One of the things that made me exceptionally proud in the early months of 1995 was that Florida, unlike much of the country had resisted the Republican tide that swept the nation in November 1994. Sure, 1994 was a bad year relatively speaking for Florida Democrats losing eight State House seats, two Congressional seats and importantly a single State Senate seat that gave the GOP a 21-19 advantage in the chamber. But Governor Lawton Chiles had held off Jeb Bush for reelection and the Insurance Commissioner’s office flipped from R to D. Florida seemed enlightened compared to the rest of the nation.
But that would the last time Florida would stand apart. 1998, which was generally a Democratic year nationally, was disastrous for Florida Democrats. 2002 and 2004, both Republican years nationally turned into wave elections for Florida Republicans who performed far better than the national average for the GOP. 2006, which was a Democratic wave election nationally was a mixed bag for Florida Democrats partly due to improper planning. The same could be said for 2008. Like 2012, 2008 and 2006 were net gain years for Democrats but nowhere near as good as they could have been.
Then came the 2010 wipe-out when the Democrats put every egg in the Alex Sink for Governor basket and lost four Congressional seats in the state. The party also lost five State House seats and two State Senate seats. The Cabinet races were a wipe-out of epic proportions and the Republicans entered a reapportionment year with advantages up and down the board. In fairness to Florida Democrats, similar scenarios played out in Michigan, Pennsylvania and Ohio so it was not an isolated incident. Ironically, in 2012 Barack Obama would carry all four mega-states where Democrats had been obliterated in 2010.
Current generic congressional polling and Presidential approval ratings are similar if not slightly worse today than they were at this point in 2010. So what can Democrats in Florida do to avoid a similarly terrible fate? How can Democrats minimize the damage that seems to be coming?
I get the sense that unlike 2010, some in the Democratic Party this go-round are aware of the difficulty and challenges that lie ahead. Recognition of the peril that lies ahead is half the battle. During the 2010 cycle, while many sensed a bad Democratic year, proactive steps were not taken at the highest levels to minimize damage. Furthermore, a sense of denial had overtaken many of the state’s party leadership. While the current party leadership certainly has its flaws, understanding the daunting challenges that this election years poses seems to not be one of them.
In Charlie Crist, the Democrats have a more dynamic and tested candidate statewide than Alex Sink was. That is another big bonus for the FDP this time around as they look to minimize damage. Crist’s skills can help to develop a message of positive populism, something the Democrats have tried to embrace but generally have failed at.
But Crist can only do so much. As the party’s standard-bearer he has a seat at the table but also has an independent campaign to run and win. Ultimately planning and field work will make the biggest difference, and for this the leadership must come from the top of the state and national parties.
A big part of planning involves candidate recruitment. At the House and Senate level, the party has already failed to recruit enough solid candidates but in Crist the top of the ticket should perform at least as well as it did in 2010. Alex Sink was a poor candidate, and while Charlie Crist is often maligned, nobody would confuse the political skills of the two. However, without compelling Democratic candidates locally to work their areas and drive turnout in an off-year election, problems are likely to ensue. Still, enough energy should be generated by Crist’s campaign and the few targeted legislative races to create a possibility of a good grassroots and field structure. This is necessary to ensure that turnout doesn’t dip dramatically among core Democratic voters as it did in 2010.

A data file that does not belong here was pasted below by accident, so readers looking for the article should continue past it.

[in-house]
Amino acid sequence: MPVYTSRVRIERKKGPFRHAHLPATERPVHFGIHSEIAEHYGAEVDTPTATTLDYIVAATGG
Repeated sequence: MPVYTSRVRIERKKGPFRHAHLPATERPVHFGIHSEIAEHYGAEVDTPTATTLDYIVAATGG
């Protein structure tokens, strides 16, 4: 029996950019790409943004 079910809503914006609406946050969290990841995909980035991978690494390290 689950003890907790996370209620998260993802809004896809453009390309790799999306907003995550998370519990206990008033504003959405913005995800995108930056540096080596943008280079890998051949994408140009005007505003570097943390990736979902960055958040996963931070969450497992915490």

The grassroots piece is critical. The DNC announced yesterday that they are bringing a voter expansion project to Florida. This effort should reap long-term rewards for the party if it is developed and sustained in the manner that has been promised. It is imperative that the Democrats begin planning at some level for 2016 now while keeping an eye on minimizing loses in 2014. Even if 2014 is as bad as 2010, proper planning will ensure the Democrats take better advantage of the Presidential wave in 2016 that could happen than 2012, when the party left countless winnable legislative seats on the table.
Ultimately, the President’s lack of popularity and movement from one crisis to another could undermine any efforts that are made here in Florida. But that doesn’t preclude the party leadership from putting in long-term plans that will help further develop an infrastructure so when 2016 and 2018 rolls around we are not asking the same types of questions. President Obama is a noose around Florida Democrats right now. But considering Democrats are going to be hit with association with an unpopular President they must make the decision whether to own his accomplishments and shift the narrative in that direction or whether to run from him. I quite frankly, do not have the answer to this question as it will depend entirely on good polling data to determine.
Many Democrats across the state fear 2014 is shaping up to be another 2010. On the surface, it certainly appears it could be just as bad. However, if Florida Democrats continue to recognize the difficulties faced this cycle and deal with them realistically while leaving a structure in place for the future, it could be a year of pleasant surprises.